Smart Media cards significantly increased user memory capacity, though it's not instantly accessible as older Roland RAM/ROM cards. You have to manually load one of .SVD files from card to user memory bank first, then recall sounds as usual. Though it can be done from the XP-30 front panel, it's still not like direct access to patches an old RAM and ROM cards were capable of. Despite huge memory capacity (4MB card can store 59 .SVD files, essentially a 128-patch banks), these older 5V Smart Media cards are hard to find nowadays, only on eBay.

Roland XP-30 synthesizer

Sound structure[edit]

The smallest form of sound is called a Tone. A maximum of 4 tones can make a Patch. And 16 patches can be used to create a Performance. The XP-30 sound structure most closely resembles the Roland JV-2080 rack synth module. In fact, preset sound banks are identical in both, though the later is more suited for studio work and therefore has 3 multi-effect processors and eight available SR-JV80 card slots. The XP-30 is one of the best synths for live performance, any of its 2,000+ patches or performances can be dialed directly from decimal numeric keypad just like you dial the phone number. (Roland finally gave up the old and odd 8x8 bank-patch scheme in favor of straightforward decimal numbering, what Korg did a decade before with M1). Category sound search is also possible. Most of performance parameters can be altered on-the-fly in analog style, like filter cutoff, resonance, attack, release, there are four assignable sliders for that. Effects and arpeggiator patterns can also be edited on the fly.

XP-30 was sold bundled with Emagic Sound Diver (OEM version), a powerful software editor that allows instant on-screen editing of all XP-30 parameters, pretty much like Reason or any other software synth. A computer can be connected via MIDI or directly to the serial port named "Computer" at the back of XP-30. This requires a special interface cable. The number of editable parameters on-screen is very large. Even though Emagic was bought by Apple long time ago (essentially becoming Logic and GarageBand), Sound Diver is still available as free download, just Google for "Sound Diver Roland XP-30"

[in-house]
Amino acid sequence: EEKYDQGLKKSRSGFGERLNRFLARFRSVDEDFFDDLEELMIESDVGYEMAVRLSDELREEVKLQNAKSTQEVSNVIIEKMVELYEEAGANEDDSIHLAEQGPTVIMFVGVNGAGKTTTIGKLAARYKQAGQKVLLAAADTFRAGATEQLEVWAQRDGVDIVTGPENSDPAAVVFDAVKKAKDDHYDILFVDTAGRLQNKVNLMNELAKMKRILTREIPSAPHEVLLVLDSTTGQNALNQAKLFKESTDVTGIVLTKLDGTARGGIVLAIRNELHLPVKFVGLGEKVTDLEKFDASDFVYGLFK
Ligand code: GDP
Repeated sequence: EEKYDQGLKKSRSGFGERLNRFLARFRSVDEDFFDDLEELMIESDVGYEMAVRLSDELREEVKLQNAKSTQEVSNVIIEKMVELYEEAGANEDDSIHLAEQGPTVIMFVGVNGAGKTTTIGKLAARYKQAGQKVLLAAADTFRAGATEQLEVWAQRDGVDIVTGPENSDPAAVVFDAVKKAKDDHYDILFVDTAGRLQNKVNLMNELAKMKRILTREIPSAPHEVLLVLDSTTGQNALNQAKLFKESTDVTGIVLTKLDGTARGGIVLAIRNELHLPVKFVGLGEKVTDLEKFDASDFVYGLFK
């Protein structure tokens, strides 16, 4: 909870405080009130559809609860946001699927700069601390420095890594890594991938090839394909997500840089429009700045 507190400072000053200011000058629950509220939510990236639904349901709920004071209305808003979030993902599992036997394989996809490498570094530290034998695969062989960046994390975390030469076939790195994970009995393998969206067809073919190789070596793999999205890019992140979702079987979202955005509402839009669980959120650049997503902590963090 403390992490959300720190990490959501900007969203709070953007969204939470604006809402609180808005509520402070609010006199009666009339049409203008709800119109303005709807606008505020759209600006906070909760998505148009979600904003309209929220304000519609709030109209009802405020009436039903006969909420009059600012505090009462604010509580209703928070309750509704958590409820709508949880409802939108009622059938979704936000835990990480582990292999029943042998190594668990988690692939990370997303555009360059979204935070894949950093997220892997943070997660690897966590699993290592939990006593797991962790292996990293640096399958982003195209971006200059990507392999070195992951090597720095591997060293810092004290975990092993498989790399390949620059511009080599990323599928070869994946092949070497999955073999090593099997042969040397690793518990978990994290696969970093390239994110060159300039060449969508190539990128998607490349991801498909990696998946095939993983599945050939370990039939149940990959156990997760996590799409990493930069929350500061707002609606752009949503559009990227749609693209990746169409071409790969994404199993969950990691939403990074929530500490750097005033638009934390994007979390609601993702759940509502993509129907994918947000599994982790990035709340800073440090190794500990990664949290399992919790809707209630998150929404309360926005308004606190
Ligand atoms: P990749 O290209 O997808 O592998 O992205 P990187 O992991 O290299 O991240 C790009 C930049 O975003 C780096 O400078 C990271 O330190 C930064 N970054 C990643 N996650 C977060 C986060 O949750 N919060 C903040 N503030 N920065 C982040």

Sound samples can be heard at JV-2080 page at SynthMania, they are exactly the same as in XP-30.

Very comprehensive review of XP-30: Sound On Sound

Effects[edit]

The XP-30 has three independent effects processors: reverb, chorus, and a multi-effects processor with 40 editable effects algorithms.

Sequencer[edit]

The Roland XP-30 absence of an internal sequencer makes it a pure synth, not a workstation like its older siblings (the XP-50, XP-60 and XP-80). Though today it hardly can be considered a drawback, since music production is done mostly on more capable and flexible computer-based DAW (digital audio workstations). Even the newest Roland Jupiter-80 flagship synth does not have a built-in sequencer (being sold with Roland Cakewalk DAW software suite that also includes a way more powerful sequencer than in any keyboard workstation) .

XP series[edit]

Its family of XP synthesizers consists of the first released XP-10 in 1994 and XP-50 in 1995. Later joined by the XP-80 and XP-60 in 1996 and lastly the XP-30 in 1999.

External links[edit]